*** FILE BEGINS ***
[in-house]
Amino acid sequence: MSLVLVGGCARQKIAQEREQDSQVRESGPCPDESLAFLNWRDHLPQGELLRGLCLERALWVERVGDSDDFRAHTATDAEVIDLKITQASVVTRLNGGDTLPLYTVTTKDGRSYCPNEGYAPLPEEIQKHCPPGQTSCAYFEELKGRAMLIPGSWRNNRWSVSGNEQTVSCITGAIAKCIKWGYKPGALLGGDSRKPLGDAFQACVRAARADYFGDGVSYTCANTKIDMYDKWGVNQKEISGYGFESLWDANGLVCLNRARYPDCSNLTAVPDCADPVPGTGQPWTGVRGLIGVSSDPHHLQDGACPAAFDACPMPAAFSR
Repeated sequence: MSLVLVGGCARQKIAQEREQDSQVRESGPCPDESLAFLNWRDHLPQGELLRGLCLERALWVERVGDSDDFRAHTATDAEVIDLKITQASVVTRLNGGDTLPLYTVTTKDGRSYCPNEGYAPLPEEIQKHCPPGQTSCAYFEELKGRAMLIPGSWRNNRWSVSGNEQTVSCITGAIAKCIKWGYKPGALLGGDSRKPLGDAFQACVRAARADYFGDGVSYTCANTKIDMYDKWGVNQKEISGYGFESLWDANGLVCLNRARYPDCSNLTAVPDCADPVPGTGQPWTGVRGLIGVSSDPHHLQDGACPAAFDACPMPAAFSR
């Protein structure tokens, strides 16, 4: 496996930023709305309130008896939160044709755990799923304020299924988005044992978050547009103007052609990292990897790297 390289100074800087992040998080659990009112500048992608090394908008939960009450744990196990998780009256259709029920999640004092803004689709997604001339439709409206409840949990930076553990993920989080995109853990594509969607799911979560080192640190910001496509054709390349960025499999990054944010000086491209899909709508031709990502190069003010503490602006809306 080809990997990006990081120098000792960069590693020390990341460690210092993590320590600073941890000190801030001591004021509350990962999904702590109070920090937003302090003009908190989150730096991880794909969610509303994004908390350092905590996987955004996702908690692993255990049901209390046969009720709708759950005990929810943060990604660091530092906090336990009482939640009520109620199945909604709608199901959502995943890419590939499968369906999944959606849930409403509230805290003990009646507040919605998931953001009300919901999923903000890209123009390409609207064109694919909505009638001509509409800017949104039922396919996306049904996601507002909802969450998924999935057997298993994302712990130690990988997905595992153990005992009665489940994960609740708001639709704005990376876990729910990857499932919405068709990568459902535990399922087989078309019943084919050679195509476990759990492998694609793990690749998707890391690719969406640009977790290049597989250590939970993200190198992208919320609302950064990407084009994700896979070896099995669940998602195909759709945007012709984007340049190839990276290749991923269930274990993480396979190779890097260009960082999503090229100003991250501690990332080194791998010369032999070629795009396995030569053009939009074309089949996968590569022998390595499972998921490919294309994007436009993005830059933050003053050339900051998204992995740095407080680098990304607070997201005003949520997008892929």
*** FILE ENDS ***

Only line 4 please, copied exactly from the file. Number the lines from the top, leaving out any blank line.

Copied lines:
């Protein structure tokens, strides 16, 4: 496996930023709305309130008896939160044709755990799923304020299924988005044992978050547009103007052609990292990897790297 390289100074800087992040998080659990009112500048992608090394908008939960009450744990196990998780009256259709029920999640004092803004689709997604001339439709409206409840949990930076553990993920989080995109853990594509969607799911979560080192640190910001496509054709390349960025499999990054944010000086491209899909709508031709990502190069003010503490602006809306 080809990997990006990081120098000792960069590693020390990341460690210092993590320590600073941890000190801030001591004021509350990962999904702590109070920090937003302090003009908190989150730096991880794909969610509303994004908390350092905590996987955004996702908690692993255990049901209390046969009720709708759950005990929810943060990604660091530092906090336990009482939640009520109620199945909604709608199901959502995943890419590939499968369906999944959606849930409403509230805290003990009646507040919605998931953001009300919901999923903000890209123009390409609207064109694919909505009638001509509409800017949104039922396919996306049904996601507002909802969450998924999935057997298993994302712990130690990988997905595992153990005992009665489940994960609740708001639709704005990376876990729910990857499932919405068709990568459902535990399922087989078309019943084919050679195509476990759990492998694609793990690749998707890391690719969406640009977790290049597989250590939970993200190198992208919320609302950064990407084009994700896979070896099995669940998602195909759709945007012709984007340049190839990276290749991923269930274990993480396979190779890097260009960082999503090229100003991250501690990332080194791998010369032999070629795009396995030569053009939009074309089949996968590569022998390595499972998921490919294309994007436009993005830059933050003053050339900051998204992995740095407080680098990304607070997201005003949520997008892929």